Wednesday, September 12, 2012

The List by Martin Fletcher

Monday October 15, at 1:00 PM

Discussion Leader: Edna Ritzenberg

"London, October 1945. Austrian refugees Georg and Edith await the birth of their first child. Yet how can they celebrate when almost every day brings news of another relative or friend murdered in the Holocaust? Their struggle to rebuild their lives is further threatened by growing anti-Semitism in London's streets; Englishmen want to take homes and jobs from Jewish refugees and give them to returning servicemen....
In The List, [NBC News correspondent ]Fletcher investigates an ignored and painful chapter in London’s history. The novel is both a breathless thriller of postwar sabotage and a heartrending and historically accurate portrait of an almost forgotten era...."                                                           (

Booklist Reviews
NBC special correspondent Fletcher (Walking Israel, 2010) makes his fiction debut with a moving novel based on his parents' lives. In London at the end of WWII, the Jewish refugees who settled there to escape Hitler are facing anti-Semitism in their new home. Edith and Georg, who are expecting their first child, spend their days looking for work and trying to learn the fates of the family members left behind in Vienna. Edith mends nylon stockings, while Georg, a lawyer, tries to find a suitable position. Battling the prevailing attitude that Jews are occupying real estate and filling jobs that should belong to returning British soldiers, they often wonder why they left Europe. Still, visits to the refugee center to check the lists of the dead and the missing remind them of their luck. A long-lost cousin, Anna, who survived the camps, finds them and moves in among the eccentric occupants of their boardinghouse. She befriends Ismail, an Arab from Cairo who is involved in mysterious business. The British occupation of Palestine and the Zionist efforts—including terrorism—to create a Jewish homeland are cause for both hope and feat. Fletcher has written a touching story that brings a little-known aspect of Jewish history to life. Copyright 2011 Booklist Reviews.
Kirkus Reviews
Having fled the Nazis, a young Austrian couple in 1945 London discovers that for Jews like them, the war did not end with VE Day. While they desperately seek word on the possible survival or whereabouts of family members sent to concentration camps, petitions are being signed by anti-Semitics in their neighborhood of Hampstead to "send the aliens home"—ostensibly to clear space and jobs for returning British soldiers.Veteran NBC correspondent Fletcher's engrossing first novel, loosely based on his parents' story, captures a neglected piece of postwar history through the plight of the spirited Edith, who is seven months pregnant with her first child following a miscarriage, and Georg, a reserved lawyer reduced to making buttons for a living. When Edith's first cousin Anna unexpectedly arrives, traumatized by her time in Auschwitz, she raises hope, however dim, that other relatives will follow, maybe even Edith's father. It's a time when the horrific truths of the camps are not yet widely known or understood—and when lies about Jews, including the notion they have any "home" to return to—are passed off as truth. Drawn to Ismael, an Egyptian Arab who despite his seeming antagonism toward Jews has a habit of coming to their rescue, Anna slowly emerges from her personal darkness. The lightly veiled truth is that Ismael is actually Israel, part of a secret plot to assassinate British Foreign Secretary Ernest Bevin for his part in the blockade to limit the number of Jews allowed into Palestine. Fletcher (Walking Israel, 2010, etc.) is more convincing as a domestic observer than a spy/political-thriller writer. As fact-based as this book may be, the narrative is a bit too neatly tied up and cozy with coincidence for the novel to gain as much traction as it could have. But this is still a powerful, affecting work.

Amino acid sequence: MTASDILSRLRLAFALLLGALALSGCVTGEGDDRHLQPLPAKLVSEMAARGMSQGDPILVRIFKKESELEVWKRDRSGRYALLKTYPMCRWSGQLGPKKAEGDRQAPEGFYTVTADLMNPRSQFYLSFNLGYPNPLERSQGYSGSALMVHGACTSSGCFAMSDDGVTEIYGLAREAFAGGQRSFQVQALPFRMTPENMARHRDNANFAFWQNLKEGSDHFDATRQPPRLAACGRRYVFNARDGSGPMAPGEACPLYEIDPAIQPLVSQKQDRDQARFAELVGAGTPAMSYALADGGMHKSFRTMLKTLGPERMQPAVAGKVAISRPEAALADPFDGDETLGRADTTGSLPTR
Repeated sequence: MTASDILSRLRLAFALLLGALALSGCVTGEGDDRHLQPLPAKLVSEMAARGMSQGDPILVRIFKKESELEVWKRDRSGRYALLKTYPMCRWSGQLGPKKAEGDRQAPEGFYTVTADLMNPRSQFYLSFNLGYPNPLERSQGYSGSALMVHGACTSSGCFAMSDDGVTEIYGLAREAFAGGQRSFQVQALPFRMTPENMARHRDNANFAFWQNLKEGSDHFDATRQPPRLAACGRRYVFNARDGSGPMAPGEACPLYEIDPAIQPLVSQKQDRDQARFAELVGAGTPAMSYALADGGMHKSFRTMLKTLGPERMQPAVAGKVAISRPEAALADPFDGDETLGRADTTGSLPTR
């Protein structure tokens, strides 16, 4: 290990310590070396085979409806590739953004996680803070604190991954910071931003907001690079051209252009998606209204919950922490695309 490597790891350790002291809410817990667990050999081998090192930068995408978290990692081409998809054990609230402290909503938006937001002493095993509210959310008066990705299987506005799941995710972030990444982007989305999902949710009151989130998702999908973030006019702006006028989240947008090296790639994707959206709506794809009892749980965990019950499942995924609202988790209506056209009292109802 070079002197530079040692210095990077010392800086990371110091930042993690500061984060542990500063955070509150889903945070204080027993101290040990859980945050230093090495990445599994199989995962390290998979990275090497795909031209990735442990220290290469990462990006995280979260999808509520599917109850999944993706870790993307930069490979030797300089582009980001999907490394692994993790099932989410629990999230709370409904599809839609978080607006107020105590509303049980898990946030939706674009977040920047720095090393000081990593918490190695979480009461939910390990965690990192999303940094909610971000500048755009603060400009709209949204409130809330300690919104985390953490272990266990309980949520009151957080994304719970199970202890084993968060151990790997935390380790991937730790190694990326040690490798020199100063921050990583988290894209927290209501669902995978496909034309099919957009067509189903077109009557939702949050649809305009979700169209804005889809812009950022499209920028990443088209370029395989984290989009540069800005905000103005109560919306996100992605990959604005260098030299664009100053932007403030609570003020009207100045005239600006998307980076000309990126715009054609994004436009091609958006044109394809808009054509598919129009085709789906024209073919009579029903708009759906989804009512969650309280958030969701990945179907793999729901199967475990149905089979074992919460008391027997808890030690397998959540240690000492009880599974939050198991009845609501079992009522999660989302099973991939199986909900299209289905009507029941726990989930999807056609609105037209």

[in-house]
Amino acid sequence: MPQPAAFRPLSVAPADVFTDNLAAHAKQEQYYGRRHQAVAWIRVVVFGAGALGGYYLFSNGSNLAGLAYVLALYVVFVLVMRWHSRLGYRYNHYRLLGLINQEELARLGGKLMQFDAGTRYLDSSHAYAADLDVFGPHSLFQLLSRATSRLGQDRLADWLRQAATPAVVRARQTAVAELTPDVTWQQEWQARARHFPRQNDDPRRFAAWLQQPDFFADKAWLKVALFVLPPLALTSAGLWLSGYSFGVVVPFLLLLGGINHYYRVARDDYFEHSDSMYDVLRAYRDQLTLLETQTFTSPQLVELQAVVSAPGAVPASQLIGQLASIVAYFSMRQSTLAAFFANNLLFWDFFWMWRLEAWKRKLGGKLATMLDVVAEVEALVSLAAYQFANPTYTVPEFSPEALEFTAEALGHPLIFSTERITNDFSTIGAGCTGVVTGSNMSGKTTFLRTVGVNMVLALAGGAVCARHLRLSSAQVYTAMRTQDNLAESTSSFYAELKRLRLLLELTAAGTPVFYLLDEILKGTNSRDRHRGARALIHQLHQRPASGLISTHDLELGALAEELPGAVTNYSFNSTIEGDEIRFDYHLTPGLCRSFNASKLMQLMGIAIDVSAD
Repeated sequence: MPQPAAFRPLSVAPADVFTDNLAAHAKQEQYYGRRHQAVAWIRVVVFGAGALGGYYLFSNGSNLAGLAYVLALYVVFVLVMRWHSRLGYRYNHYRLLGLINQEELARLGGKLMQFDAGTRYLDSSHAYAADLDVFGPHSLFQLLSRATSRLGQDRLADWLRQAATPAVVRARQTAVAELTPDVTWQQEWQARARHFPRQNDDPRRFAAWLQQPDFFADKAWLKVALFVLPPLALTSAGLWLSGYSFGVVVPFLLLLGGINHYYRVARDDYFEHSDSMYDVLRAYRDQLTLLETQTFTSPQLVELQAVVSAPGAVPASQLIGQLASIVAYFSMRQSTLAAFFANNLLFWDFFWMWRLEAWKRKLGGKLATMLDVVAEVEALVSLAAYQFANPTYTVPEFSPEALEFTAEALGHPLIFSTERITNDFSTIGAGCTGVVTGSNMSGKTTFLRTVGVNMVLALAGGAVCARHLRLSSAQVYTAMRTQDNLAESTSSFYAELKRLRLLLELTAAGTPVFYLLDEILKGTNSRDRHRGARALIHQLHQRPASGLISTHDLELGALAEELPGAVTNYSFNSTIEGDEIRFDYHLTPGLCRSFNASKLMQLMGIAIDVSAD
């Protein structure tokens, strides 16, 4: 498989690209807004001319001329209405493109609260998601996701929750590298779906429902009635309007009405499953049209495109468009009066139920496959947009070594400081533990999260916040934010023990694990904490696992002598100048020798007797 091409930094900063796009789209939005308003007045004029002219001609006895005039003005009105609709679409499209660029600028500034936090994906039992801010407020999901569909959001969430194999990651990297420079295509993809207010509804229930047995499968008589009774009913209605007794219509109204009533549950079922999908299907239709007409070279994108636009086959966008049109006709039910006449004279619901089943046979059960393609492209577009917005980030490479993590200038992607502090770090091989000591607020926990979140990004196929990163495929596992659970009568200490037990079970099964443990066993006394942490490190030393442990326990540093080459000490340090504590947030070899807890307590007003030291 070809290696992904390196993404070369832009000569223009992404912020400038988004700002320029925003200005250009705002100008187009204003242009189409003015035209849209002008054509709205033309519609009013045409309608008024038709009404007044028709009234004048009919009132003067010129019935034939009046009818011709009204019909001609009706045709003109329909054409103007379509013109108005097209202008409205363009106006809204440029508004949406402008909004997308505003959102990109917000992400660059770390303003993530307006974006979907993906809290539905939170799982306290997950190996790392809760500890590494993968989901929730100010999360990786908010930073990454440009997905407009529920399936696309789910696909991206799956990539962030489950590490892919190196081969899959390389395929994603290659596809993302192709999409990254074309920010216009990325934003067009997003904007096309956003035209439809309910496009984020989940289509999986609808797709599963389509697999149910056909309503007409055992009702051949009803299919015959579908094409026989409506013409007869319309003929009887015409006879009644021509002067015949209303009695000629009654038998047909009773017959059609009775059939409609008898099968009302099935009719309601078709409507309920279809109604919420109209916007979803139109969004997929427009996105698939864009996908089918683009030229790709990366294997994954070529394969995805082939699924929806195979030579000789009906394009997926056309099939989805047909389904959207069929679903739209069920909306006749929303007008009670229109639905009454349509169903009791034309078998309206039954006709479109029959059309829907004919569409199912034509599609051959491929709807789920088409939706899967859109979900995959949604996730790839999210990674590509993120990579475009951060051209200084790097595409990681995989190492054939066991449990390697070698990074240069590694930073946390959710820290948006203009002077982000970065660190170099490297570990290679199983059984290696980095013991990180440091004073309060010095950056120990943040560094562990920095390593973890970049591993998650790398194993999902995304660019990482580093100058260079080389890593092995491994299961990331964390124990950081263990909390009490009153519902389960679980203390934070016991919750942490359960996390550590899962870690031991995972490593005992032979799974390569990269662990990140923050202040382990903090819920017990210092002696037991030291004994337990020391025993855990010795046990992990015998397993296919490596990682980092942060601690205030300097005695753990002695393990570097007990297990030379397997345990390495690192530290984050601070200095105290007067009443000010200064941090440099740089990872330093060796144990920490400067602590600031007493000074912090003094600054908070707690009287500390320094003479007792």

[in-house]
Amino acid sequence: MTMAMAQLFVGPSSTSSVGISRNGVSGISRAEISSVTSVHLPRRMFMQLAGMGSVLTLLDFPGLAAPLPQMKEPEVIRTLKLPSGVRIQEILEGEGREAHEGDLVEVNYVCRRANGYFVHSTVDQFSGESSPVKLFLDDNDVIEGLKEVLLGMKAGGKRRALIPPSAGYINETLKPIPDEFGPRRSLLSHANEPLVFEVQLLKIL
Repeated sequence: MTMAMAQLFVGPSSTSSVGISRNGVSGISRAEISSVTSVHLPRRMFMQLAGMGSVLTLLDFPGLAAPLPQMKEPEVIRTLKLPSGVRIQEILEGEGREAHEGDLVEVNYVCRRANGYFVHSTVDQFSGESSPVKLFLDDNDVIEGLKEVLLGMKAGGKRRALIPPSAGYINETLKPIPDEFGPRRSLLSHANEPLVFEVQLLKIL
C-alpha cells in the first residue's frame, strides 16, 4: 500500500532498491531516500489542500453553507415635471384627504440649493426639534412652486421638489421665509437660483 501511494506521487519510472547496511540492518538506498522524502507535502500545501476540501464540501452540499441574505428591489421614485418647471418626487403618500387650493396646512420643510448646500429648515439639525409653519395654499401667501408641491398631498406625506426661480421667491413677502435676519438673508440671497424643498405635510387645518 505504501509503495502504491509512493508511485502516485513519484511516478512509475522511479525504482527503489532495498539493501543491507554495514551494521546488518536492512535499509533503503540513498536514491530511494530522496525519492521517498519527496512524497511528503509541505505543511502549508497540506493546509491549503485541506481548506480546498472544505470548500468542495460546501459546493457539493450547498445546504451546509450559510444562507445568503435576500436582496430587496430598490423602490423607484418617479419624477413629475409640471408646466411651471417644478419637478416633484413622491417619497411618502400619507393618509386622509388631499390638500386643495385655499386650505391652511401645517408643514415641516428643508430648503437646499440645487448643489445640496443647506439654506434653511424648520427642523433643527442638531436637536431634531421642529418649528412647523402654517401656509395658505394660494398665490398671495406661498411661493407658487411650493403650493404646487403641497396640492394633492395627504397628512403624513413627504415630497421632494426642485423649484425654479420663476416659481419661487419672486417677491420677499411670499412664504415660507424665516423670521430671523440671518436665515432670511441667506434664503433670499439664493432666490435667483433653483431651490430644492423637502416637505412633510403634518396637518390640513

A post-Holocaust novel that should be required reading wherever lessons about the plight of modern-day European Jews are taught.
Copyright Kirkus 2011 Kirkus/BPI Communications.All rights reserved.
Publishers Weekly Reviews
In NBC special correspondent Fletcher's satisfactory first novel, Viennese Jewish refugees Edith and Georg Fleischer build their new life in 1945 London while Zionist revolutionaries plot an assassination that could jeopardize all asylum seekers in Britain. Living in a Hampstead boarding house, the Fleischers are expecting their first child while waiting to hear news of their relatives (most of whom perished in concentration or death camps) and find out whether they can stay in Britain. Edith's cousin Anna arrives, but her time at Auschwitz has changed her almost beyond recognition. After Edith makes a speech at a meeting about repatriation petitions, Georg becomes a target for retribution. The mysterious Ismael, an Egyptian Arab living at the boarding house, steps in to protect Georg, beginning an unlikely alliance. Meanwhile, in Palestine, the Lehi—a group considered to be freedom fighters, or terrorists, take your pick—plot to force out the British and open the border to any Jews who wish to enter. There are jarring shifts in point of view and shallow descriptions, but the novel's warmth and humor will have readers rooting for the Fleischers and the neighbors who, in the wake of horror, become their new family. (Oct.)
[Page ]. Copyright 2011 PWxyz LLC

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